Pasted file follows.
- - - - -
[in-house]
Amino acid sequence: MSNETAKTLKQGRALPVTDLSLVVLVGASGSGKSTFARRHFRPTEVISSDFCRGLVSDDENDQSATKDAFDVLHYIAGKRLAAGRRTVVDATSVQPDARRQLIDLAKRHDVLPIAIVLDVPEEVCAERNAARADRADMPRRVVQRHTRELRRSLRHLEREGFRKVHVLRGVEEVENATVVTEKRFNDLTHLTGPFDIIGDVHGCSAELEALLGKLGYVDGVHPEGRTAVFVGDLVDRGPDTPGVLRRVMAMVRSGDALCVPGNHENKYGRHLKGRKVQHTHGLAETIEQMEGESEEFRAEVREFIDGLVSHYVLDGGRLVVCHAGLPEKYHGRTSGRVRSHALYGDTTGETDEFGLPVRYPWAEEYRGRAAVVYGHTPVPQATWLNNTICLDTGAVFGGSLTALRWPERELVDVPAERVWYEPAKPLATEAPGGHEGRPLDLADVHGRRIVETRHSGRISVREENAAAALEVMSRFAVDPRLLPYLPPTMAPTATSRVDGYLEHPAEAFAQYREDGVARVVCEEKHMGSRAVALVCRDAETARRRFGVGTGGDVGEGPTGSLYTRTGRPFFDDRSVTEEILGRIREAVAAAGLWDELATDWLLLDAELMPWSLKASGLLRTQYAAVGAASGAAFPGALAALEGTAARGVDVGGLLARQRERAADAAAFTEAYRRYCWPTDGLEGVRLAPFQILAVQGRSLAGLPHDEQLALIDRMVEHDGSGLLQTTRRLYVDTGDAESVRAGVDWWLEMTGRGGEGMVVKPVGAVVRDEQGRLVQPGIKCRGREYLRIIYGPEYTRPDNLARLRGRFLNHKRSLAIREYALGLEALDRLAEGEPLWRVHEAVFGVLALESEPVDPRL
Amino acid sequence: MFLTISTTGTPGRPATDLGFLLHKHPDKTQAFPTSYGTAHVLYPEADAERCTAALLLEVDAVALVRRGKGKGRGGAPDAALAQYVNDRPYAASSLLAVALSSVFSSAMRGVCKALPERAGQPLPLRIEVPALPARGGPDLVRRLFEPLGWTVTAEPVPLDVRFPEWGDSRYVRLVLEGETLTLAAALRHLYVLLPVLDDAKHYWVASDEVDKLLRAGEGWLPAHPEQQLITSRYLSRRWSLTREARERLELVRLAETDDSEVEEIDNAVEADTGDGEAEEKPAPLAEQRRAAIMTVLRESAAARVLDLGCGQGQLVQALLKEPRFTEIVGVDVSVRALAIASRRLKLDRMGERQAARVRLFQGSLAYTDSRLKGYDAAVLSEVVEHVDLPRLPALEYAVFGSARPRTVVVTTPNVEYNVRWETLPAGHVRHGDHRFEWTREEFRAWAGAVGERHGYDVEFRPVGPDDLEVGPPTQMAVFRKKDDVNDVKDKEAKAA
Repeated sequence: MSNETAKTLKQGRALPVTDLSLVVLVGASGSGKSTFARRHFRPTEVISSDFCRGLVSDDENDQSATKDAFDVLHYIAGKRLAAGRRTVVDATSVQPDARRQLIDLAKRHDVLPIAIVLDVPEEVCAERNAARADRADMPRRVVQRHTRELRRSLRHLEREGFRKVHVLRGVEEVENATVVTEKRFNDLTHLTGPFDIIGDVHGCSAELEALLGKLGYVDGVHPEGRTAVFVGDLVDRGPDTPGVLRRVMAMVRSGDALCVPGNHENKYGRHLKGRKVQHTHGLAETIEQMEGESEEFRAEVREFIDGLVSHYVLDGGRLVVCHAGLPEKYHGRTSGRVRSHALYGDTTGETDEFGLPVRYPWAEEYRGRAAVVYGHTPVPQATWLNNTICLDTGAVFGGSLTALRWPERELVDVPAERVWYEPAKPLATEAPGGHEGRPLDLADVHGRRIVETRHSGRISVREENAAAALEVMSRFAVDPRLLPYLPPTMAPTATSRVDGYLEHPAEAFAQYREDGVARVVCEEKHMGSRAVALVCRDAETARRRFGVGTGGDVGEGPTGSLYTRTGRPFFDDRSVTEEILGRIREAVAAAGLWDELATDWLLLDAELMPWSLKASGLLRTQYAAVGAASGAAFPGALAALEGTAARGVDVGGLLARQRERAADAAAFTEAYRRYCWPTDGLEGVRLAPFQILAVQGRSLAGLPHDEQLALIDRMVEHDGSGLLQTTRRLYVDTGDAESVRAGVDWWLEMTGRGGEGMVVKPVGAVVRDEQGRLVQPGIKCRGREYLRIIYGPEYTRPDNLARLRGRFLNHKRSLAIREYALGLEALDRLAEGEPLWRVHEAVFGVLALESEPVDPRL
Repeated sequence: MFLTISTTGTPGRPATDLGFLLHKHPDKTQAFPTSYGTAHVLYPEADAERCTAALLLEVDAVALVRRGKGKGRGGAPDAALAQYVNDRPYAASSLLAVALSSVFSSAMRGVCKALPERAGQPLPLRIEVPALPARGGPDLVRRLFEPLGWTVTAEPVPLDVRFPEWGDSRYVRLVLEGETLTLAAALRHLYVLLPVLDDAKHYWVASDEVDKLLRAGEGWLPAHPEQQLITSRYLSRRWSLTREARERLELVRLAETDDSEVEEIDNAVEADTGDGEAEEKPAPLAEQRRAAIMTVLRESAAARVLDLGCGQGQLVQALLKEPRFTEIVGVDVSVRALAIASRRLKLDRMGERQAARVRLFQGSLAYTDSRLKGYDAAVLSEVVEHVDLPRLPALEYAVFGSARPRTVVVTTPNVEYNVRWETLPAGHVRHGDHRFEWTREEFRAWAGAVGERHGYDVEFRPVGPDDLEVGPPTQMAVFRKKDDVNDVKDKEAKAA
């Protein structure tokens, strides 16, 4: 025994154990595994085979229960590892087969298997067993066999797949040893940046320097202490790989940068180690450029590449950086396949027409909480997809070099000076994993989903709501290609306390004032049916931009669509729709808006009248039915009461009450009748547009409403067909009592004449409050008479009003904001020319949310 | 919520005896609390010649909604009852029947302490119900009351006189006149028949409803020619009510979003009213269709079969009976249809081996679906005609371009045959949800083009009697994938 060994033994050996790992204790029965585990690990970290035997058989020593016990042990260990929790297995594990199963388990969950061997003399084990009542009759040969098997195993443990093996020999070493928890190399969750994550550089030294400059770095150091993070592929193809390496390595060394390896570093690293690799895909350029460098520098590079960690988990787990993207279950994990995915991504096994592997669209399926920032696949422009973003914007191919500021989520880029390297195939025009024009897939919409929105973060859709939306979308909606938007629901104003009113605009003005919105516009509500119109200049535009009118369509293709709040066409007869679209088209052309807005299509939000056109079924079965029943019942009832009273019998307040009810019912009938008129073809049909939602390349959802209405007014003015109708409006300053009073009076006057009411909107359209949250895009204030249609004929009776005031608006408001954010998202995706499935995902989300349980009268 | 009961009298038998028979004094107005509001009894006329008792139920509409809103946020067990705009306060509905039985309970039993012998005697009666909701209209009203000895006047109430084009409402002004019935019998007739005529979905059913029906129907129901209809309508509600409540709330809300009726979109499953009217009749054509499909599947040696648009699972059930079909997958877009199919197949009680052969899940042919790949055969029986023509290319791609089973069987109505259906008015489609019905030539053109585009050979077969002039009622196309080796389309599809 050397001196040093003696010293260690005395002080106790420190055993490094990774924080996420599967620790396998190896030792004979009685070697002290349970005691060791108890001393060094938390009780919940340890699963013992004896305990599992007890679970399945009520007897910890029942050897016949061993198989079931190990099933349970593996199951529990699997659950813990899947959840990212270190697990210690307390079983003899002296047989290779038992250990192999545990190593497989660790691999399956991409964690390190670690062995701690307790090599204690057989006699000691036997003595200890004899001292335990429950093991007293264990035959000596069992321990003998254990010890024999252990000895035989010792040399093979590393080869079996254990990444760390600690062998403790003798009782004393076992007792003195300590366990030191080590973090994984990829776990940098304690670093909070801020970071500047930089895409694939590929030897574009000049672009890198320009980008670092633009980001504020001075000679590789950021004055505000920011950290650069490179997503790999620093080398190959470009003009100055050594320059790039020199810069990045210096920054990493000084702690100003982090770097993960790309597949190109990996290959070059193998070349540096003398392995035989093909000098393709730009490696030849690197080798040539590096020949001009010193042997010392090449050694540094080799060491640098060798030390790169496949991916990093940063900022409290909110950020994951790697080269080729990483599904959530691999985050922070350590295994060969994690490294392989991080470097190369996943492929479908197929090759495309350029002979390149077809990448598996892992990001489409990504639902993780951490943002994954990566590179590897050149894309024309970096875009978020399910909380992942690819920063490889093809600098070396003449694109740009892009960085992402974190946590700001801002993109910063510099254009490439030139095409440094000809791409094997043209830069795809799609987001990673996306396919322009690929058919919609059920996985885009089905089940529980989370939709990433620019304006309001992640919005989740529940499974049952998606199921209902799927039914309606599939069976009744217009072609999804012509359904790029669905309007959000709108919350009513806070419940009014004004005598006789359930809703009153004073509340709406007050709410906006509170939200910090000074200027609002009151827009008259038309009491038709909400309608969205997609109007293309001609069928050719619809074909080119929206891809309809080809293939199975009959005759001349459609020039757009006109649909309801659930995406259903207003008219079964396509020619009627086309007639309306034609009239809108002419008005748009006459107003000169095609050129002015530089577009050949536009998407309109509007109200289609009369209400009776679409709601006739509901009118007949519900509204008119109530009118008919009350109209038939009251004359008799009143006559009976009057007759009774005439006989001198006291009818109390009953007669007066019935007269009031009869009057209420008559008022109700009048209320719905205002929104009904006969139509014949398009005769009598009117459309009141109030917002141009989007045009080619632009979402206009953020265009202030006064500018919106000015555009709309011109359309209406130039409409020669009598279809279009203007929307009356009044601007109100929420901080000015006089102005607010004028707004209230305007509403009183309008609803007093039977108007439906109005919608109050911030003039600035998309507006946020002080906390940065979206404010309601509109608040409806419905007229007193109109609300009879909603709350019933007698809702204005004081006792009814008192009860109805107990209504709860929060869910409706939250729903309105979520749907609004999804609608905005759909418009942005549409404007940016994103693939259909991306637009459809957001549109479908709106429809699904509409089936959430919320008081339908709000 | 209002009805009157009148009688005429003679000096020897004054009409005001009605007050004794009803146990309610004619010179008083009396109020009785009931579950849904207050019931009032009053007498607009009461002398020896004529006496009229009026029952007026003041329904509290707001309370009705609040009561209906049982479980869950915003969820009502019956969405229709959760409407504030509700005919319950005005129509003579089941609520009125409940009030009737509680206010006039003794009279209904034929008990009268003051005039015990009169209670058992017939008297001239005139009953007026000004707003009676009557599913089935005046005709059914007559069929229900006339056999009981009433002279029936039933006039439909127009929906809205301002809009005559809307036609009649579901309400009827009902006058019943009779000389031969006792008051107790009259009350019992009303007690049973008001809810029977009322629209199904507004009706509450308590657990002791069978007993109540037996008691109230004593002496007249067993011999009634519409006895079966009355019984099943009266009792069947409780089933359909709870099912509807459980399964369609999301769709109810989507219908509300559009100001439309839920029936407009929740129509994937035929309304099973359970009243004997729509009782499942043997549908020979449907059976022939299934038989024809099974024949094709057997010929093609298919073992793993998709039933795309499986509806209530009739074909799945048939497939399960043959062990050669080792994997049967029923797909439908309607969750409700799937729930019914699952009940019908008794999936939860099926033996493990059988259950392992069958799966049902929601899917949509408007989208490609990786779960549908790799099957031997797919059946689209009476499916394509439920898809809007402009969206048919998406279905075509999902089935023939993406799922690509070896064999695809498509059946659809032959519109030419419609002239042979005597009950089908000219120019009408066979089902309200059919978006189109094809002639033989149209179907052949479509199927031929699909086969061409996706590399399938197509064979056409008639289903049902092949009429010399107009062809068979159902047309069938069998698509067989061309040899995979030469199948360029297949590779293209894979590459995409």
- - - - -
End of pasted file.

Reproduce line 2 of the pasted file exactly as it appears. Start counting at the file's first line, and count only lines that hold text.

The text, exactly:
Amino acid sequence: MSNETAKTLKQGRALPVTDLSLVVLVGASGSGKSTFARRHFRPTEVISSDFCRGLVSDDENDQSATKDAFDVLHYIAGKRLAAGRRTVVDATSVQPDARRQLIDLAKRHDVLPIAIVLDVPEEVCAERNAARADRADMPRRVVQRHTRELRRSLRHLEREGFRKVHVLRGVEEVENATVVTEKRFNDLTHLTGPFDIIGDVHGCSAELEALLGKLGYVDGVHPEGRTAVFVGDLVDRGPDTPGVLRRVMAMVRSGDALCVPGNHENKYGRHLKGRKVQHTHGLAETIEQMEGESEEFRAEVREFIDGLVSHYVLDGGRLVVCHAGLPEKYHGRTSGRVRSHALYGDTTGETDEFGLPVRYPWAEEYRGRAAVVYGHTPVPQATWLNNTICLDTGAVFGGSLTALRWPERELVDVPAERVWYEPAKPLATEAPGGHEGRPLDLADVHGRRIVETRHSGRISVREENAAAALEVMSRFAVDPRLLPYLPPTMAPTATSRVDGYLEHPAEAFAQYREDGVARVVCEEKHMGSRAVALVCRDAETARRRFGVGTGGDVGEGPTGSLYTRTGRPFFDDRSVTEEILGRIREAVAAAGLWDELATDWLLLDAELMPWSLKASGLLRTQYAAVGAASGAAFPGALAALEGTAARGVDVGGLLARQRERAADAAAFTEAYRRYCWPTDGLEGVRLAPFQILAVQGRSLAGLPHDEQLALIDRMVEHDGSGLLQTTRRLYVDTGDAESVRAGVDWWLEMTGRGGEGMVVKPVGAVVRDEQGRLVQPGIKCRGREYLRIIYGPEYTRPDNLARLRGRFLNHKRSLAIREYALGLEALDRLAEGEPLWRVHEAVFGVLALESEPVDPRL